New transit hub sparks NYC development

The MTA's Fulton Center project in New York's Financial District is spurring commercial development.

The $1.4 billion Fulton Center project by New York City's Metropolitan Transportation Authority aims to improve access and connections between six Lower Manhattan subway stops at Fulton Street and Broadway Avenue.

The large-scale project is spurring more commercial development nearby, specifically, a 12-story, 190,000-square-foot office building at 156 Williams St. that Crain's New York said could get at least $60 million in a sale.

The source reports that if the sale of the building by Capstone Equities is finalized soon, it would be the at least the third property in the area to change hands in the past few weeks. According to Crain's, the other buildings in the heart of the city's financial district to have been sold recently include 123 William St. – which was sold for $133 million – and 100 William St., which fetched a price of about $170 million.

Future of the Financial District
William Street is benefiting greatly from the Fulton Center project, as developers scurry to establish office, retail and other commercial properties by the time the work is completed. Prices in the neighborhood are around just $300 per square foot, according to Crain's, which is much lower than other neighborhoods. Commercial entities are rushing to get in on the inexpensive real estate.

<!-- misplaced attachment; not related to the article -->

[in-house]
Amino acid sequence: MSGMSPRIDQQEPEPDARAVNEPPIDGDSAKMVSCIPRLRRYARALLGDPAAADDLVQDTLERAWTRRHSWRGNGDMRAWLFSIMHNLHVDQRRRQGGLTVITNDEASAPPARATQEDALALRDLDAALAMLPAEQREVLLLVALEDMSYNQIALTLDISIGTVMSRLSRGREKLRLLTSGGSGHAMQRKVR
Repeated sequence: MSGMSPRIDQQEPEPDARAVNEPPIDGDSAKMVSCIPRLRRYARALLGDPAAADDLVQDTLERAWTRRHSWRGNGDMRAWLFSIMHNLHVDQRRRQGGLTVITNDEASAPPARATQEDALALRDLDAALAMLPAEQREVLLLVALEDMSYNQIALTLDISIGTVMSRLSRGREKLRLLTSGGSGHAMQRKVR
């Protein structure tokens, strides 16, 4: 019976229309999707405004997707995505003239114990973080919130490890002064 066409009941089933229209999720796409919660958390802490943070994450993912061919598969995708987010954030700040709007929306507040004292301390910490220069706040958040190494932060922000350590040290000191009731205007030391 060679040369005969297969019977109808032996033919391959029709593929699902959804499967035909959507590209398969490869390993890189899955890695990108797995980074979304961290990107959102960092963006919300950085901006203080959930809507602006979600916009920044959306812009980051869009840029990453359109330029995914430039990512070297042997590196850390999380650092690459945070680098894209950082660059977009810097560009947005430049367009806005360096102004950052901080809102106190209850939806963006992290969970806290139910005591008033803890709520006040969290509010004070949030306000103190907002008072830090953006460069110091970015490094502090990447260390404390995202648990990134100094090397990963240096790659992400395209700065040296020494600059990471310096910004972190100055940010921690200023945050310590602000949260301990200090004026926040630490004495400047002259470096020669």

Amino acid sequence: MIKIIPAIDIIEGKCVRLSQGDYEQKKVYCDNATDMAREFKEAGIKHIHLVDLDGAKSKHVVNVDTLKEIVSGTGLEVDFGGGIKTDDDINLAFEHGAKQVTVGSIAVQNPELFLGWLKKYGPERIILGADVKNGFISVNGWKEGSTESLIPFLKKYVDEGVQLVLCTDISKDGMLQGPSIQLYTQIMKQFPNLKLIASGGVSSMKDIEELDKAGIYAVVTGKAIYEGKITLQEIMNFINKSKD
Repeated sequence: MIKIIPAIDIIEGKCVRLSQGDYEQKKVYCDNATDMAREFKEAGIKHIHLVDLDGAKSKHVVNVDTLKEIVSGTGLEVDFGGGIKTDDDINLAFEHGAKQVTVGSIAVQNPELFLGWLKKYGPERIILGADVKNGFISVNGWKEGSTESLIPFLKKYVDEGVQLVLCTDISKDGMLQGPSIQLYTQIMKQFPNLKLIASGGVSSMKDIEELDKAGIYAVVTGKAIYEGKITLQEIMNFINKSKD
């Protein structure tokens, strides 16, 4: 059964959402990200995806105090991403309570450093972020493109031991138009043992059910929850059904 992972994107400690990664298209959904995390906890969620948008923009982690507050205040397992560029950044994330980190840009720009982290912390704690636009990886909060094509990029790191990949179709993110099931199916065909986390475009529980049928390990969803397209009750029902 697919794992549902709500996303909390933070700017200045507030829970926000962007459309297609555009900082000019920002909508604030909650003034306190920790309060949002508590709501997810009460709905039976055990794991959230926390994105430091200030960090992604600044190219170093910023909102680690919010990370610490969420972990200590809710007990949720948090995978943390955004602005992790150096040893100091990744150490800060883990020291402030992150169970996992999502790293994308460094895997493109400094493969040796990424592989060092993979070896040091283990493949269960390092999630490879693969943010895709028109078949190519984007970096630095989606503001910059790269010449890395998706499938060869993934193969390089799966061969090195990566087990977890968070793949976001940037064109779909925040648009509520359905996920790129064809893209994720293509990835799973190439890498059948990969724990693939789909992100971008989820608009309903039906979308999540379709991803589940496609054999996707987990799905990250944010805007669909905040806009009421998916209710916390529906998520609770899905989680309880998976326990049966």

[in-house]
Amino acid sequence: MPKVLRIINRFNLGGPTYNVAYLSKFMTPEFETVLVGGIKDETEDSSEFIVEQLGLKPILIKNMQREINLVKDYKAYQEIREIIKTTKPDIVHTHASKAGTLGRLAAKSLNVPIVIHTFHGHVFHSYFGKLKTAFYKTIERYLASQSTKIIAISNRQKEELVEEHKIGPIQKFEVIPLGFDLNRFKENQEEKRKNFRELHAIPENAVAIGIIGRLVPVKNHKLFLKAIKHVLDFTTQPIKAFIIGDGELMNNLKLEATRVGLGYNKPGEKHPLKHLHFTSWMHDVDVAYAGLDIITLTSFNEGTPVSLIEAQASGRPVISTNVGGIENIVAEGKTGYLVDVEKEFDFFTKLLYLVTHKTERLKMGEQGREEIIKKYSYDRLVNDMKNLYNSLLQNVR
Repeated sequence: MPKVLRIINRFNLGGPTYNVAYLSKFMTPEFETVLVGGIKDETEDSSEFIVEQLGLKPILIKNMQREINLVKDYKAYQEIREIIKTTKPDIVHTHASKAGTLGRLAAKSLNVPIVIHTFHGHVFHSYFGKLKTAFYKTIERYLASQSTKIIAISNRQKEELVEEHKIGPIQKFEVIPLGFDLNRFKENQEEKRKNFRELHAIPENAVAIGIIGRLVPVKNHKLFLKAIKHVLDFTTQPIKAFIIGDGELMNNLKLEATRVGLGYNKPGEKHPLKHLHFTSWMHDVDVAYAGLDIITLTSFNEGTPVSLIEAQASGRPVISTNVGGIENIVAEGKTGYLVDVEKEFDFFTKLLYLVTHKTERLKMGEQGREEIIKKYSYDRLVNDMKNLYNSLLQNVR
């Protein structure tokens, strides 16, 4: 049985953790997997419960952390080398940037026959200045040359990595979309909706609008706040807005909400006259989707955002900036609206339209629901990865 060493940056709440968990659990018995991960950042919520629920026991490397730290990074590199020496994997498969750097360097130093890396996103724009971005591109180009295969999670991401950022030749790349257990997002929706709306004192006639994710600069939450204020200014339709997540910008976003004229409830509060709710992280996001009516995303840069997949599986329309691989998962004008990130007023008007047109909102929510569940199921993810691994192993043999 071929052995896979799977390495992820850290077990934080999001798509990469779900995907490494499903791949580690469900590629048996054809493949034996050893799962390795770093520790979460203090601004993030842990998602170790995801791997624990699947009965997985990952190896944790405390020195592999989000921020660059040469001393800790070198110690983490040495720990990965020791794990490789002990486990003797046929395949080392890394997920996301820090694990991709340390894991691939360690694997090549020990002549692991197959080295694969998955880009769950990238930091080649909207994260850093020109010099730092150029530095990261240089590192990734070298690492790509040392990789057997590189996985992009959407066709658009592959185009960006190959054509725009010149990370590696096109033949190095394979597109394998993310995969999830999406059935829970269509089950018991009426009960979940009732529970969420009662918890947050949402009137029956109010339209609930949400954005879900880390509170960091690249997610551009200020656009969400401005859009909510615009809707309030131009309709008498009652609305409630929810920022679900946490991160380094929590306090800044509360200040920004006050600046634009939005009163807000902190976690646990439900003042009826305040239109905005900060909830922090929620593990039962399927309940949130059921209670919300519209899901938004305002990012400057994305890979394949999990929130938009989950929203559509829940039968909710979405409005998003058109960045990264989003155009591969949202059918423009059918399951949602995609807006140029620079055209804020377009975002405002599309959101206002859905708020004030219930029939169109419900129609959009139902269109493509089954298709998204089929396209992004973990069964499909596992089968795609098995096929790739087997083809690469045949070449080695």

"William Street is increasingly becoming recognized," said Brad Gerla, a broker with CBRE Group who specializes in downtown leasing, told Crain's New York. "You're very close to the new transit hub, it has an incredible residential community in the area and it's an easy hop to the FDR. Tenants are attracted to all of those attributes."

According to the MTA, Fulton Center will serve 300,000 customers daily, who will have convenient access to the center's own 70,000 square feet of retail and office space. The project is to be completed in June, but its proximity to the construction of One World Trade Center has made access difficult.

Fulton Center will eventually connect to the World Trade Center site, Port Authority of New York and New Jersey trains, and Hudson River ferries, the MTA reported. It also is adjacent to the historic Corbin Building, a nine-story Romanesque Revival structure that was built in 1889 and is being rehabbed by the MTA as part of the project. It will serve as an entrance to the subway station.

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